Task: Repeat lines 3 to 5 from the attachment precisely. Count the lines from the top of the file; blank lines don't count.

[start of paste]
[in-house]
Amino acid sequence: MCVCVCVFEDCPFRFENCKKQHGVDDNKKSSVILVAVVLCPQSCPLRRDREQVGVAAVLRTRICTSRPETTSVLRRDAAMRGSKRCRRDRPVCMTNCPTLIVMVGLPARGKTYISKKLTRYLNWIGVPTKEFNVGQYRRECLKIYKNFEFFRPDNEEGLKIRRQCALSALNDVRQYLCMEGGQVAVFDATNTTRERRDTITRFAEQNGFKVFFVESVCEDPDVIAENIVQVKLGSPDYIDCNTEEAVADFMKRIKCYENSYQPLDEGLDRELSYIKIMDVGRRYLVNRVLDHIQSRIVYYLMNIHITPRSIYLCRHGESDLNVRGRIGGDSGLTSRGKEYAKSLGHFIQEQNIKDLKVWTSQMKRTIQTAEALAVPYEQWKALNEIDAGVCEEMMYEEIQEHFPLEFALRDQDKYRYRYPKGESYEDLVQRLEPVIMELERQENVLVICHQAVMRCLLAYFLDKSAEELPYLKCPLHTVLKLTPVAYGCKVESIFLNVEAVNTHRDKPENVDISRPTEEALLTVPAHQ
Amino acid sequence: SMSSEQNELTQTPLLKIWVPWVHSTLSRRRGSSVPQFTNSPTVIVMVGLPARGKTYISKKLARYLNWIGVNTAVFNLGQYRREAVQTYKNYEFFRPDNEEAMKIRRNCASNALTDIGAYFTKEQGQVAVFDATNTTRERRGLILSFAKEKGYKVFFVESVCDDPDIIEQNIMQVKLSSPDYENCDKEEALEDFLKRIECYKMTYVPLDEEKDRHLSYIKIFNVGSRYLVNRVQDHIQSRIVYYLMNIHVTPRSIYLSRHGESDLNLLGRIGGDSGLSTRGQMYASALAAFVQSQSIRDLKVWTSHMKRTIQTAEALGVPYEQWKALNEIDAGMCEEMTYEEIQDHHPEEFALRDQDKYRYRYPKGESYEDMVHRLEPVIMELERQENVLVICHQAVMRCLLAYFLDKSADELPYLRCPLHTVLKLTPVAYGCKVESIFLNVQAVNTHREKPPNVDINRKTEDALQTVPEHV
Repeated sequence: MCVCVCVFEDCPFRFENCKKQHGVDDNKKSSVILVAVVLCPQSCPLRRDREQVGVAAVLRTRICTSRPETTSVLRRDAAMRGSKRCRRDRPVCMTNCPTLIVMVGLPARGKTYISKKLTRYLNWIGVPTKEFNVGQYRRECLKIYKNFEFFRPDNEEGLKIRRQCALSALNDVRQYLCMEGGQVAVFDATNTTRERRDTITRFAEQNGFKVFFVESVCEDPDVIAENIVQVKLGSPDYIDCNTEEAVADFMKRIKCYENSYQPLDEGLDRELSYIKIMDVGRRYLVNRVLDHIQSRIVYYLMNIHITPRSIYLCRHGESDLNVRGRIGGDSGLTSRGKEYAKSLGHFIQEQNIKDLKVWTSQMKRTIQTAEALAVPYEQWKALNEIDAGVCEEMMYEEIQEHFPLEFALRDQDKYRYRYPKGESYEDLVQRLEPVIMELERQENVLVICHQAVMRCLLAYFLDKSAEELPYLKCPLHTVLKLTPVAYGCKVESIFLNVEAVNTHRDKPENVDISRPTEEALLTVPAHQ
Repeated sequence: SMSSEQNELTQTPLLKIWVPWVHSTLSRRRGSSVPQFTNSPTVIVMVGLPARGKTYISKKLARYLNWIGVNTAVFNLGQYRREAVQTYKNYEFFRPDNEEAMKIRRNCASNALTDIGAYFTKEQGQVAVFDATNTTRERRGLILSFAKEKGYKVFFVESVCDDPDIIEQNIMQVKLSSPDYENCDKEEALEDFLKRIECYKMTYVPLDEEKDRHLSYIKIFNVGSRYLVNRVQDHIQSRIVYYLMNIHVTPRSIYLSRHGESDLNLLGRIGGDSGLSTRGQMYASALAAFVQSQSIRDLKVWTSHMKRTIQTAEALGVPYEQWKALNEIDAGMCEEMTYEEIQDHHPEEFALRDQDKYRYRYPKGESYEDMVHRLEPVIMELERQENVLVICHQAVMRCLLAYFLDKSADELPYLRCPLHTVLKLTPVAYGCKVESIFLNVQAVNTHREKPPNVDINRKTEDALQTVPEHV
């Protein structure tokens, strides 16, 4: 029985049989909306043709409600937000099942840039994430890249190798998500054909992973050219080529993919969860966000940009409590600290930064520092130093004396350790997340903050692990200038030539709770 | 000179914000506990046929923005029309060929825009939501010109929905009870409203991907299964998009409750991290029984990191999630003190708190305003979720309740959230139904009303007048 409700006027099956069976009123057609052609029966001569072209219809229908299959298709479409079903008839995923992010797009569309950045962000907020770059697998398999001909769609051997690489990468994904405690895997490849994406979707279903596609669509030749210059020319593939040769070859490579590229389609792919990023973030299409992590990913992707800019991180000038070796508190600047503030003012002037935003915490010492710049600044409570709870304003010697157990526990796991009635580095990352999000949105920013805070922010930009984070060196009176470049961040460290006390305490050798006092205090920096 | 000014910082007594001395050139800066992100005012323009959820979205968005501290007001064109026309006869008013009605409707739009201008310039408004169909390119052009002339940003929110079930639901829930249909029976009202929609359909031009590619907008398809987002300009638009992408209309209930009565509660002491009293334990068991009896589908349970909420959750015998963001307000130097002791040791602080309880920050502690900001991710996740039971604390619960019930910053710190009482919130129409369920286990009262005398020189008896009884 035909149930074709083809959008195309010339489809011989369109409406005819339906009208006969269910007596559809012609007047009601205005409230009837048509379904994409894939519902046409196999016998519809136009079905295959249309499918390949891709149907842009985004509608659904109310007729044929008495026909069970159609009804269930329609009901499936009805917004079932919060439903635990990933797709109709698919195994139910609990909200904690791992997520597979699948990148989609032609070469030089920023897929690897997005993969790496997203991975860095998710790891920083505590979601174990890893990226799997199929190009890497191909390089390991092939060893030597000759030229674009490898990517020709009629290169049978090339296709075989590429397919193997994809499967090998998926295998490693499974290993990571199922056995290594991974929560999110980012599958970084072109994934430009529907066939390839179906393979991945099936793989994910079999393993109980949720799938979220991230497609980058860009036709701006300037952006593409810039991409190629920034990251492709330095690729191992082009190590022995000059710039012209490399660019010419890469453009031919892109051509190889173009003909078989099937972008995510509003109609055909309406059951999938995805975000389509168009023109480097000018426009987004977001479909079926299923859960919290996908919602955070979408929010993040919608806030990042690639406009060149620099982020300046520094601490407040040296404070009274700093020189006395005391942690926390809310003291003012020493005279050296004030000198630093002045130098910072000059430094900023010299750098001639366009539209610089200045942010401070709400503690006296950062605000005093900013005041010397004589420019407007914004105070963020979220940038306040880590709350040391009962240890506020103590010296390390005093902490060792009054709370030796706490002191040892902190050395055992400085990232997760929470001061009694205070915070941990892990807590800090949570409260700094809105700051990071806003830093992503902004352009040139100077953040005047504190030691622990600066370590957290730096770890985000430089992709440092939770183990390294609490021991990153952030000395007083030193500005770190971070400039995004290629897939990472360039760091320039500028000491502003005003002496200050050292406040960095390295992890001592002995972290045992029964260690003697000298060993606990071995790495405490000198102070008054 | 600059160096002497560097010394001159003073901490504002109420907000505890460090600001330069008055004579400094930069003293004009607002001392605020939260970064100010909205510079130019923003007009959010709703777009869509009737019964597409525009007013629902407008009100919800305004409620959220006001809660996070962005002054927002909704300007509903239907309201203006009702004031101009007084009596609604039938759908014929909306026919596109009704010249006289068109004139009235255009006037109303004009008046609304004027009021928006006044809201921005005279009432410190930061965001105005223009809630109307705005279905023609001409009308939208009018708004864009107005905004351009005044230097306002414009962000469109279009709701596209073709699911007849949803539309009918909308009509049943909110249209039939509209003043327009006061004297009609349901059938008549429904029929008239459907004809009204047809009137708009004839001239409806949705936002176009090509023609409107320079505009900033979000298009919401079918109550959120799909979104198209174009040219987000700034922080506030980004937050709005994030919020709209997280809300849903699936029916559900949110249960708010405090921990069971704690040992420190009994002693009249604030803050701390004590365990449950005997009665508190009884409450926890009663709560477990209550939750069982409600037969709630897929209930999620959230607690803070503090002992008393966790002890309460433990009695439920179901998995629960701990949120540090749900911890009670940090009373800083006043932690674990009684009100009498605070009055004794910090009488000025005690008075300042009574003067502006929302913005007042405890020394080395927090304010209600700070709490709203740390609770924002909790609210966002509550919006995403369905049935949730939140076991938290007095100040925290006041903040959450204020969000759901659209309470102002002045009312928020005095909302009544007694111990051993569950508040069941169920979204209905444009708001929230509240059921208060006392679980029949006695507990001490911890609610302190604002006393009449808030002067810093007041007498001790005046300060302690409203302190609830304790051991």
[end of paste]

Amino acid sequence: SMSSEQNELTQTPLLKIWVPWVHSTLSRRRGSSVPQFTNSPTVIVMVGLPARGKTYISKKLARYLNWIGVNTAVFNLGQYRREAVQTYKNYEFFRPDNEEAMKIRRNCASNALTDIGAYFTKEQGQVAVFDATNTTRERRGLILSFAKEKGYKVFFVESVCDDPDIIEQNIMQVKLSSPDYENCDKEEALEDFLKRIECYKMTYVPLDEEKDRHLSYIKIFNVGSRYLVNRVQDHIQSRIVYYLMNIHVTPRSIYLSRHGESDLNLLGRIGGDSGLSTRGQMYASALAAFVQSQSIRDLKVWTSHMKRTIQTAEALGVPYEQWKALNEIDAGMCEEMTYEEIQDHHPEEFALRDQDKYRYRYPKGESYEDMVHRLEPVIMELERQENVLVICHQAVMRCLLAYFLDKSADELPYLRCPLHTVLKLTPVAYGCKVESIFLNVQAVNTHREKPPNVDINRKTEDALQTVPEHV
Repeated sequence: MCVCVCVFEDCPFRFENCKKQHGVDDNKKSSVILVAVVLCPQSCPLRRDREQVGVAAVLRTRICTSRPETTSVLRRDAAMRGSKRCRRDRPVCMTNCPTLIVMVGLPARGKTYISKKLTRYLNWIGVPTKEFNVGQYRRECLKIYKNFEFFRPDNEEGLKIRRQCALSALNDVRQYLCMEGGQVAVFDATNTTRERRDTITRFAEQNGFKVFFVESVCEDPDVIAENIVQVKLGSPDYIDCNTEEAVADFMKRIKCYENSYQPLDEGLDRELSYIKIMDVGRRYLVNRVLDHIQSRIVYYLMNIHITPRSIYLCRHGESDLNVRGRIGGDSGLTSRGKEYAKSLGHFIQEQNIKDLKVWTSQMKRTIQTAEALAVPYEQWKALNEIDAGVCEEMMYEEIQEHFPLEFALRDQDKYRYRYPKGESYEDLVQRLEPVIMELERQENVLVICHQAVMRCLLAYFLDKSAEELPYLKCPLHTVLKLTPVAYGCKVESIFLNVEAVNTHRDKPENVDISRPTEEALLTVPAHQ
Repeated sequence: SMSSEQNELTQTPLLKIWVPWVHSTLSRRRGSSVPQFTNSPTVIVMVGLPARGKTYISKKLARYLNWIGVNTAVFNLGQYRREAVQTYKNYEFFRPDNEEAMKIRRNCASNALTDIGAYFTKEQGQVAVFDATNTTRERRGLILSFAKEKGYKVFFVESVCDDPDIIEQNIMQVKLSSPDYENCDKEEALEDFLKRIECYKMTYVPLDEEKDRHLSYIKIFNVGSRYLVNRVQDHIQSRIVYYLMNIHVTPRSIYLSRHGESDLNLLGRIGGDSGLSTRGQMYASALAAFVQSQSIRDLKVWTSHMKRTIQTAEALGVPYEQWKALNEIDAGMCEEMTYEEIQDHHPEEFALRDQDKYRYRYPKGESYEDMVHRLEPVIMELERQENVLVICHQAVMRCLLAYFLDKSADELPYLRCPLHTVLKLTPVAYGCKVESIFLNVQAVNTHREKPPNVDINRKTEDALQTVPEHV